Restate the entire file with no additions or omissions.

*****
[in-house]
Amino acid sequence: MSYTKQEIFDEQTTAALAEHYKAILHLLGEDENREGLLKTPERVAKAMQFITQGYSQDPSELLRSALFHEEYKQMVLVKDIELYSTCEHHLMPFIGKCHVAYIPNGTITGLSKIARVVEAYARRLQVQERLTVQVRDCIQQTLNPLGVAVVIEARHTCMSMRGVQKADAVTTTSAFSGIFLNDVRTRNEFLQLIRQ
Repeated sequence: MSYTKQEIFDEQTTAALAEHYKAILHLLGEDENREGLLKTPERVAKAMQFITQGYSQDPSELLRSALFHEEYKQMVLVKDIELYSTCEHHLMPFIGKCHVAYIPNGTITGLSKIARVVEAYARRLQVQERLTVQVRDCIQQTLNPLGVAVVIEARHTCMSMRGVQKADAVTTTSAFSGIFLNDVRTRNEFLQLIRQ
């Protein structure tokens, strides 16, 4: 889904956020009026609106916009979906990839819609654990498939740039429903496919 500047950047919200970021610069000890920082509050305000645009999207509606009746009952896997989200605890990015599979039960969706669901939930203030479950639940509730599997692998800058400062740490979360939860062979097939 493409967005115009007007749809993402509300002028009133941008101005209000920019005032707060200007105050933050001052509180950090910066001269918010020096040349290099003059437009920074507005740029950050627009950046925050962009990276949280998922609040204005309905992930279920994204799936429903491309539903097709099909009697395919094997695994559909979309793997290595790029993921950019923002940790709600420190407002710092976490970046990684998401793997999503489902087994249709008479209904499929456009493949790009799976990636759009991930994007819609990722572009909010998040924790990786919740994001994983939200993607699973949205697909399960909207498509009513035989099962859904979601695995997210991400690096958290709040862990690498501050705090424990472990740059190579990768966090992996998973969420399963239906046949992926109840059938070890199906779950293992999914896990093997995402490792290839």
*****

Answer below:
[in-house]
Amino acid sequence: MSYTKQEIFDEQTTAALAEHYKAILHLLGEDENREGLLKTPERVAKAMQFITQGYSQDPSELLRSALFHEEYKQMVLVKDIELYSTCEHHLMPFIGKCHVAYIPNGTITGLSKIARVVEAYARRLQVQERLTVQVRDCIQQTLNPLGVAVVIEARHTCMSMRGVQKADAVTTTSAFSGIFLNDVRTRNEFLQLIRQ
Repeated sequence: MSYTKQEIFDEQTTAALAEHYKAILHLLGEDENREGLLKTPERVAKAMQFITQGYSQDPSELLRSALFHEEYKQMVLVKDIELYSTCEHHLMPFIGKCHVAYIPNGTITGLSKIARVVEAYARRLQVQERLTVQVRDCIQQTLNPLGVAVVIEARHTCMSMRGVQKADAVTTTSAFSGIFLNDVRTRNEFLQLIRQ
């Protein structure tokens, strides 16, 4: 889904956020009026609106916009979906990839819609654990498939740039429903496919 500047950047919200970021610069000890920082509050305000645009999207509606009746009952896997989200605890990015599979039960969706669901939930203030479950639940509730599997692998800058400062740490979360939860062979097939 493409967005115009007007749809993402509300002028009133941008101005209000920019005032707060200007105050933050001052509180950090910066001269918010020096040349290099003059437009920074507005740029950050627009950046925050962009990276949280998922609040204005309905992930279920994204799936429903491309539903097709099909009697395919094997695994559909979309793997290595790029993921950019923002940790709600420190407002710092976490970046990684998401793997999503489902087994249709008479209904499929456009493949790009799976990636759009991930994007819609990722572009909010998040924790990786919740994001994983939200993607699973949205697909399960909207498509009513035989099962859904979601695995997210991400690096958290709040862990690498501050705090424990472990740059190579990768966090992996998973969420399963239906046949992926109840059938070890199906779950293992999914896990093997995402490792290839």